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Announcing CNAIR's 2020-21 graduate and faculty fellows

May 14, 2020

CNAIR is delighted to announce its 2020-21 faculty and graduate student fellows.  Fellows will join CNAIR’s community by attending talks, sharing their work, and presenting at the end of year research symposium. 

Graduate Fellows

Ashley Agbasoga, Anthropology
Ashley’s work illuminates how women who identify as Black and with an Indigenous nation engage in placemaking practices that reveal and unsettle notions of race, place, and modern state formation in Mexico.

Bobbie Benevidez, Anthropology
Bobbie works with Indigenous Mayan people to examine the complex relationships between health, culture and environment, focusing in particular on bee keeping practices and medicinal uses of honey.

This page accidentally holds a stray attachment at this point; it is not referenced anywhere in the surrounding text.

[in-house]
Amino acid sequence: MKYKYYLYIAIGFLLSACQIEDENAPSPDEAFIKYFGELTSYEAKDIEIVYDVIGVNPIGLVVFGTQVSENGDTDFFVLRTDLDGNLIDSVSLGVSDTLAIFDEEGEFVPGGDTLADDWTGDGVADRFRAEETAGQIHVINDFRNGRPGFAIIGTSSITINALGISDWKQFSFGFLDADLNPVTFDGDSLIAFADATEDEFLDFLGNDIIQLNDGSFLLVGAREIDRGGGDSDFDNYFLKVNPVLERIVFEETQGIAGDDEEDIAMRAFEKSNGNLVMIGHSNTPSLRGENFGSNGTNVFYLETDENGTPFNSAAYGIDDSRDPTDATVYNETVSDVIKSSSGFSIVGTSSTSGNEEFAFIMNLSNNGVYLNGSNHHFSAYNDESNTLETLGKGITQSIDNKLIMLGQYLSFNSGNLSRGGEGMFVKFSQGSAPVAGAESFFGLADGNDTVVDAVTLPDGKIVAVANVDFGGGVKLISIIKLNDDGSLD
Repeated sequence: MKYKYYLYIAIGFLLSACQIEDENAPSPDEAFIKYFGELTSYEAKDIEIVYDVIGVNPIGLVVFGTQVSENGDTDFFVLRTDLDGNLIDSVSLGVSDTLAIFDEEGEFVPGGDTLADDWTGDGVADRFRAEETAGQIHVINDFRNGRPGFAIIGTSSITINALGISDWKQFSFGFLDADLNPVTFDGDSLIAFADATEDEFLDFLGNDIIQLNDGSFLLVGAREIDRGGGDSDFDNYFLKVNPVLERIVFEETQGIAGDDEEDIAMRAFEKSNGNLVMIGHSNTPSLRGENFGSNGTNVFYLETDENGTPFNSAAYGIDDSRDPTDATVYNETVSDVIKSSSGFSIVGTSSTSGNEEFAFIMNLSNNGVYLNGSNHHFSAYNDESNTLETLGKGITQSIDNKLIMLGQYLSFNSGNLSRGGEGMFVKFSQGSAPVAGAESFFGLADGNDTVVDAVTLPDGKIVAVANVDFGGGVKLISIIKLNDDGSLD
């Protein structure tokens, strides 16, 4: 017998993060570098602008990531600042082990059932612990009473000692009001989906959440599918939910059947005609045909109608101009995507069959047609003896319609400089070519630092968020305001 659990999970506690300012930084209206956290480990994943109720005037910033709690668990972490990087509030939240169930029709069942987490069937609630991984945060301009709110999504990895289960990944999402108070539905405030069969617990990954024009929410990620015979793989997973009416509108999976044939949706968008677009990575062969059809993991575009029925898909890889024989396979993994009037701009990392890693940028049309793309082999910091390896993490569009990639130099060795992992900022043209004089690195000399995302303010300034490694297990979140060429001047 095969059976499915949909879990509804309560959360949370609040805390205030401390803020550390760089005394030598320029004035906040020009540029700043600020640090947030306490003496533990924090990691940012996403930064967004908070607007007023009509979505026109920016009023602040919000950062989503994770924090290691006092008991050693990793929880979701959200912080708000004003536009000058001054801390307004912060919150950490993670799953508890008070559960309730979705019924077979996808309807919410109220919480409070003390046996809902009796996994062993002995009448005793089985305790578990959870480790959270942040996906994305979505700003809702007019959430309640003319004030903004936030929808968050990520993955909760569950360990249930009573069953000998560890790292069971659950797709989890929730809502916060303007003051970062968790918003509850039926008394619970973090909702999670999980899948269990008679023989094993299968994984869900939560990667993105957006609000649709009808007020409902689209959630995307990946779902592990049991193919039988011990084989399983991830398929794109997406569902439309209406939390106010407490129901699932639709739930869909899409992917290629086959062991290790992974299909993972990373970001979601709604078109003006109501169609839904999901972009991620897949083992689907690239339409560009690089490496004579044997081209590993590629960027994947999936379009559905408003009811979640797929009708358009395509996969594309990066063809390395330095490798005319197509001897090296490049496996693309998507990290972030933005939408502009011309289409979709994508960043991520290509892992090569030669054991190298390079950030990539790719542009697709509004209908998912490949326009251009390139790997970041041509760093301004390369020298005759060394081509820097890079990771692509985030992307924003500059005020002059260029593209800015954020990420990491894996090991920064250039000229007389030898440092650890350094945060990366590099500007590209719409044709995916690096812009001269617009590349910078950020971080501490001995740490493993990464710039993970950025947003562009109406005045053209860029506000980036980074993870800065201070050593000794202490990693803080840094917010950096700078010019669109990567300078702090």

Cordelia Rizzo, Performance Studies
Cordelia examines Indigenous textile making as both an art and activist form, drawing on the cultural history of textiles in Mexico and co-participation in textile workshops.

Risa Puleo, Art History
Risa’s work investigates how contemporary Indigenous artists posit alternatives to Westerns modes of museum-based and art historical organization.

Faculty Fellow

Doug Kiel, History
Doug will work on his book, Unsettling Territory: Oneida Indian Resurgence and Anti-Sovereignty Backlash, which highlights how enacting decolonial ambitions transforms relationships between Indigenous nations and the United States on local and national scales, highlighting the structural limitations placed upon projects of Indigenous community rebuilding.  Unsettling Territory tells the story of how one Native American community, the Oneida Nation of Wisconsin, bought back so much of their treaty- guaranteed land throughout the twentieth century that the neighboring non-Indian communities perceived the tribe as a threat to their own municipality’s existence.